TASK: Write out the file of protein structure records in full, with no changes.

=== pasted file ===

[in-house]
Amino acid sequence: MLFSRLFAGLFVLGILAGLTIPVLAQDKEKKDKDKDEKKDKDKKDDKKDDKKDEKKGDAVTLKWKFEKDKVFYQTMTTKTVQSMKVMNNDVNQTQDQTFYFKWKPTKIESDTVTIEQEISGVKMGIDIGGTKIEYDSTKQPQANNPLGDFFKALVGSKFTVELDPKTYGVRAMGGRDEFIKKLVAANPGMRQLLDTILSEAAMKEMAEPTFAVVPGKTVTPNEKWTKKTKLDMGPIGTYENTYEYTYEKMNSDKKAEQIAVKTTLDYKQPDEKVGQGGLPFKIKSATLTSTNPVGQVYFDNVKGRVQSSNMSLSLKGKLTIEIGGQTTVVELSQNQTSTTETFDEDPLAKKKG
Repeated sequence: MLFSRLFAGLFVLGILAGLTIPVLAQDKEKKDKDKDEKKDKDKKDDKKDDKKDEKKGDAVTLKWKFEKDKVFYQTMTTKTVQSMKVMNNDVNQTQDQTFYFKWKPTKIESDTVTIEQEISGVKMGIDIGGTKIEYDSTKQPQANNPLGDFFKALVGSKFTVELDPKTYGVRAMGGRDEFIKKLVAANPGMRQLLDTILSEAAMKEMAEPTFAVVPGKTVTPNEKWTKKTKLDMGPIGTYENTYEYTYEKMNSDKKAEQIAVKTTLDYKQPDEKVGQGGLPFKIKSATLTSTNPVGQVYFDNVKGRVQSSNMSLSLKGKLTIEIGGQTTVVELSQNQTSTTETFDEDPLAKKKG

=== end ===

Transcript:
[in-house]
Amino acid sequence: MLFSRLFAGLFVLGILAGLTIPVLAQDKEKKDKDKDEKKDKDKKDDKKDDKKDEKKGDAVTLKWKFEKDKVFYQTMTTKTVQSMKVMNNDVNQTQDQTFYFKWKPTKIESDTVTIEQEISGVKMGIDIGGTKIEYDSTKQPQANNPLGDFFKALVGSKFTVELDPKTYGVRAMGGRDEFIKKLVAANPGMRQLLDTILSEAAMKEMAEPTFAVVPGKTVTPNEKWTKKTKLDMGPIGTYENTYEYTYEKMNSDKKAEQIAVKTTLDYKQPDEKVGQGGLPFKIKSATLTSTNPVGQVYFDNVKGRVQSSNMSLSLKGKLTIEIGGQTTVVELSQNQTSTTETFDEDPLAKKKG
Repeated sequence: MLFSRLFAGLFVLGILAGLTIPVLAQDKEKKDKDKDEKKDKDKKDDKKDDKKDEKKGDAVTLKWKFEKDKVFYQTMTTKTVQSMKVMNNDVNQTQDQTFYFKWKPTKIESDTVTIEQEISGVKMGIDIGGTKIEYDSTKQPQANNPLGDFFKALVGSKFTVELDPKTYGVRAMGGRDEFIKKLVAANPGMRQLLDTILSEAAMKEMAEPTFAVVPGKTVTPNEKWTKKTKLDMGPIGTYENTYEYTYEKMNSDKKAEQIAVKTTLDYKQPDEKVGQGGLPFKIKSATLTSTNPVGQVYFDNVKGRVQSSNMSLSLKGKLTIEIGGQTTVVELSQNQTSTTETFDEDPLAKKKG